Domestic violence is a health care issue that can result in a variety of health conditions. Those who talked to a health care professional about intimate partner violence were four times more likely to use an intervention. Health care professionals are in a unique position to help victims of domestic violence and that starts with speaking out about domestic violence, but that’s not always an easy task. Try some of these tips for having an informed conversation about domestic violence.

Never blame the victim

Abuse is never the victim’s fault. As a society, we continue to place blame on victims by asking, “What did she do to deserve that?” or “What was she wearing?” Yet we do not ask these questions to victims of other crimes. Let’s shift our culture away from blaming the victim and, instead, ask the question “Why does the abuser choose the abuse?” We must reframe the conversation around domestic violence and sexual assault.

Instead of questioning survivors, believe, support and trust them by rightfully placing the responsibility on perpetrators to stop their abuse.

Hold offenders accountable

If it’s safe to do so, call offenders out on their abusive actions and impose social consequences, such as telling them they’re not welcome for family dinner or to hang out until the abusive behavior stops. Reinforce that the perpetrator’s behavior is abuse and tell them healthy relationships are rooted in equality, respect and nonviolence.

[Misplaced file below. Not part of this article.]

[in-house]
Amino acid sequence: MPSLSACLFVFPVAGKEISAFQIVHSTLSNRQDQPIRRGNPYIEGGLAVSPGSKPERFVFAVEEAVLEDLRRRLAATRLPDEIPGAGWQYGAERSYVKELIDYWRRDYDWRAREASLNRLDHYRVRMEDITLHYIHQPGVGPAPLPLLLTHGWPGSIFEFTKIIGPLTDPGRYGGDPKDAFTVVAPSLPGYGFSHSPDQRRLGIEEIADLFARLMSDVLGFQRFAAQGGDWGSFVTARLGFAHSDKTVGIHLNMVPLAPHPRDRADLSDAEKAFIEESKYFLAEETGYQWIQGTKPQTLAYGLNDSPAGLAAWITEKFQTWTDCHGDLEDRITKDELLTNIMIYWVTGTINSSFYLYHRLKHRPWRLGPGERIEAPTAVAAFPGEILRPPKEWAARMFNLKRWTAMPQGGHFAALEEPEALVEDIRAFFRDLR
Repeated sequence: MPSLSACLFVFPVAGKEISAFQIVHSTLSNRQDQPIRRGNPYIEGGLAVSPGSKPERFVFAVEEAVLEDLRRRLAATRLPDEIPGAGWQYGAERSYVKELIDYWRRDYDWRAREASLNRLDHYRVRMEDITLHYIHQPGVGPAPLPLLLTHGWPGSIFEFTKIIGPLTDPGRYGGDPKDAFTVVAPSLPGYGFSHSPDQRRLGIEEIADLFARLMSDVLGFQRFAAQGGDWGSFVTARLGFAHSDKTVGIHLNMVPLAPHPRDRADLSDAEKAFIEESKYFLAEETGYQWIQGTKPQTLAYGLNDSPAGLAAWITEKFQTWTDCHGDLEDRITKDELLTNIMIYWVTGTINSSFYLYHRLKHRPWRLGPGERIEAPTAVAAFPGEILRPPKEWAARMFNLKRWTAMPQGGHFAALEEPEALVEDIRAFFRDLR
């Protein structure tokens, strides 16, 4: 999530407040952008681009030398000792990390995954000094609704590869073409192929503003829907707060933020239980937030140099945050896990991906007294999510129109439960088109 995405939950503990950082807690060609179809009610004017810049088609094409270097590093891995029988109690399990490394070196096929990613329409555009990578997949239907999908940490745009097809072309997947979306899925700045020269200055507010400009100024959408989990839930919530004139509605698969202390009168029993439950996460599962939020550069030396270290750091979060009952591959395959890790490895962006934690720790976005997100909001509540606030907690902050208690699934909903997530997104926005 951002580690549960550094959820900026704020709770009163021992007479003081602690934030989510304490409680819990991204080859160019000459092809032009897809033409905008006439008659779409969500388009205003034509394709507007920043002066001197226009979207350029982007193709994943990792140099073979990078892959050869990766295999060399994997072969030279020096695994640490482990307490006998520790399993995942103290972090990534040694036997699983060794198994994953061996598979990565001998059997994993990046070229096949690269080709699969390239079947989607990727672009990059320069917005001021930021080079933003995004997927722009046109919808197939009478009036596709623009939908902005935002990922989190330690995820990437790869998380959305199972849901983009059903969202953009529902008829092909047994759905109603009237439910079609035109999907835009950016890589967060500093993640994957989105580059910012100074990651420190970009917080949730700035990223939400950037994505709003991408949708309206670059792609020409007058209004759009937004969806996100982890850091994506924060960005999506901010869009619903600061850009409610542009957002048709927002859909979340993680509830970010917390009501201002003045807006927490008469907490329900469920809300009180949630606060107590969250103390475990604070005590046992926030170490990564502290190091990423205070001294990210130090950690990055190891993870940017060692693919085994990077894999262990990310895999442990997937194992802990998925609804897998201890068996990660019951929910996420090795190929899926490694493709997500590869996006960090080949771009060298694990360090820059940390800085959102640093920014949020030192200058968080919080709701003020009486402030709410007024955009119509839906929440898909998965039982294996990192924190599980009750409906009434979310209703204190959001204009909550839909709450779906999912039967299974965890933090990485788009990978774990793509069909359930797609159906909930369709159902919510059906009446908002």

Challenge perceptions 

Misconceptions about domestic violence persist, such as the notions that survivors can just leave. Recognize that survivors must think about their physical safety, financial security and potential housing, as well as the safety and welfare of their children and pets. Just leaving isn’t simple when facing these challenging barriers.

A public concern

One in four women and one in seven men have experienced severe physical violence at the hands of an intimate partner; this doesn’t even begin to reflect those who experience verbal, psychological or sexual abuse. Domestic violence affects us all — victims are family members, neighbors, coworkers and friends. All of us must be part of the solution.

Remember that domestic violence affects us all, but with action and education we can end it. The easiest way is to start a conversation about domestic violence with others.

Veronica Zietz is the director of Catholic Health Initiative’s North Dakota Violence Prevention Program. CHI St. Alexius Health regularly hosts workshops on topics such as these, open to the public, with the purpose of creating healthier communities.

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